South African patent law : developing a balance between the rights of the patients and promoting innovation within the pharmaceutical industry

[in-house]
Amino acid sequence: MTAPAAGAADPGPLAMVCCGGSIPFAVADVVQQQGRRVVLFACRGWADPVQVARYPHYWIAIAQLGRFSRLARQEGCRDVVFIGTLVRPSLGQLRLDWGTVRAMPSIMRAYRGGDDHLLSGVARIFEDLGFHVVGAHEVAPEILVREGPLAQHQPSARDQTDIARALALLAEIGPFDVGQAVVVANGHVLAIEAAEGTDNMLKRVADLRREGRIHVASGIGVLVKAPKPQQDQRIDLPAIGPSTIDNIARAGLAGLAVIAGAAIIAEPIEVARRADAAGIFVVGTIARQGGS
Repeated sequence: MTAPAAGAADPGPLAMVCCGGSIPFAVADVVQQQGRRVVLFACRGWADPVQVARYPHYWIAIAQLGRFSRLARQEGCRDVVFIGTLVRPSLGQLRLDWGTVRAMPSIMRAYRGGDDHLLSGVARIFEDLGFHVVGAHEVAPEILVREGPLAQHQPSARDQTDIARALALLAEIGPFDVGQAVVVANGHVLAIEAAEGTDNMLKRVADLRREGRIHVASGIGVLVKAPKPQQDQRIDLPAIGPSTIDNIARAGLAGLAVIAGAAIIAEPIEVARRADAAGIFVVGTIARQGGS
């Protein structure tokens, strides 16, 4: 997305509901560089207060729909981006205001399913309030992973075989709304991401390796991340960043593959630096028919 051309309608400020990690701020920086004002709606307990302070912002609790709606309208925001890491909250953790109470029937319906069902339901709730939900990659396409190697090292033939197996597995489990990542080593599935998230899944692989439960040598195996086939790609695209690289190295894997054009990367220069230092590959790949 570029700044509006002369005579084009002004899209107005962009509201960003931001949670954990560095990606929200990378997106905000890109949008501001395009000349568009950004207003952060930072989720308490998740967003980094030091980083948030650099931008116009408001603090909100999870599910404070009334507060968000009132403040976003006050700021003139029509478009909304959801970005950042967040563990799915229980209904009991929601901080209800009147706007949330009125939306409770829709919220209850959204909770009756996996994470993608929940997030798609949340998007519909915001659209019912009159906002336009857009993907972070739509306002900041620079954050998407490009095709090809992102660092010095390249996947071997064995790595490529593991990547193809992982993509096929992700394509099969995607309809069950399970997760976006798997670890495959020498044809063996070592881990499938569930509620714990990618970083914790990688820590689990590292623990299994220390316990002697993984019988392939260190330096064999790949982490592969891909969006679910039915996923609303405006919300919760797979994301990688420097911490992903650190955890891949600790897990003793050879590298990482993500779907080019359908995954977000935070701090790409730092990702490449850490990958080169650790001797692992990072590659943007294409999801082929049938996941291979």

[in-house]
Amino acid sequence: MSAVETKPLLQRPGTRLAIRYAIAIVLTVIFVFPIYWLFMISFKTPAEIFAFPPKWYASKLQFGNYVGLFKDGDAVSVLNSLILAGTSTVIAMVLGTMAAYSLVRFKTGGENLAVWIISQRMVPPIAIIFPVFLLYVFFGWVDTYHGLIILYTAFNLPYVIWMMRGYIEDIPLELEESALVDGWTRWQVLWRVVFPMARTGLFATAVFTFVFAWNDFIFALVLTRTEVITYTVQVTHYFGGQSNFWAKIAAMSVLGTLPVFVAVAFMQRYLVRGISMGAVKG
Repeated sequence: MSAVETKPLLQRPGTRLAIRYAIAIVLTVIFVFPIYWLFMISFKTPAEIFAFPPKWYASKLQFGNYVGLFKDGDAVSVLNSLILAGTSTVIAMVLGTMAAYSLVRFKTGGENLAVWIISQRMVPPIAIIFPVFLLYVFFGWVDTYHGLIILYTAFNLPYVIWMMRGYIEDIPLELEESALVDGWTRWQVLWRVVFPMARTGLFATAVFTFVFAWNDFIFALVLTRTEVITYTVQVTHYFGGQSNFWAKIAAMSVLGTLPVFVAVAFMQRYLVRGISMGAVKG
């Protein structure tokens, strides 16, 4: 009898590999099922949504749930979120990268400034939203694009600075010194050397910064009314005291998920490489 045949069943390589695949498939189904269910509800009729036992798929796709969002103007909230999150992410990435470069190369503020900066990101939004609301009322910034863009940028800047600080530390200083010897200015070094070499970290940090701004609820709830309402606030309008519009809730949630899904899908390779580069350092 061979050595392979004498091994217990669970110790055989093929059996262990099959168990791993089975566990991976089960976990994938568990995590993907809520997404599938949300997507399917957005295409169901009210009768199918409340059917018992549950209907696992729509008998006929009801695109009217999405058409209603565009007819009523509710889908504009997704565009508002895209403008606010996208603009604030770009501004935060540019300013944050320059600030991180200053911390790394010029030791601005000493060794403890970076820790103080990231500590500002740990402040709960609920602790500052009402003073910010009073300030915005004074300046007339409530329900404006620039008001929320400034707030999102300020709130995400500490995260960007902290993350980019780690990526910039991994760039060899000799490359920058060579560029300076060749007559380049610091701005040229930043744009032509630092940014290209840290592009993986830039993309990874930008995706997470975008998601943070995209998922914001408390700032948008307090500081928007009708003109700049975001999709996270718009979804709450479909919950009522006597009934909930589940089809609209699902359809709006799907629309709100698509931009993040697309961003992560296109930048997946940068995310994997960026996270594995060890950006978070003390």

Background: In South Africa many patented medicines are either unavailable or carry prices that most patients cannot afford. The effects of the patents systems on patient access could greatly depending on how the burden of a disease is distributed across least-developed, developing and developed countries. Method: The study based on a qualitative research method. The sample was based on a non-probability approach. The study used both primary and secondary data collection. The secondary data was critically evaluated and collected from scientific articles, company reports and internet sources, in order to obtain some better insight into the patent situation of pharmaceuticals. Interviews were conducted and analysed by selective ad open coding. Results: The South African patent system needs an examination process to evaluate patent applications. The Patent Act of 1978 meets the minimum TRIPS requirements. The South African market is unique and a small market for innovator companies therefore does not influence innovation by these companies. Conclusion: The study concluded that the key sections of the Patent Act that need further evaluation and aligning more with TRIPS flexibilities are: Compulsory License, “Evergreening”. Data Protection and Establishing an examination system. The study also concluded that the current South African Patent Act sufficiently promotes innovation within the pharmaceutical industry.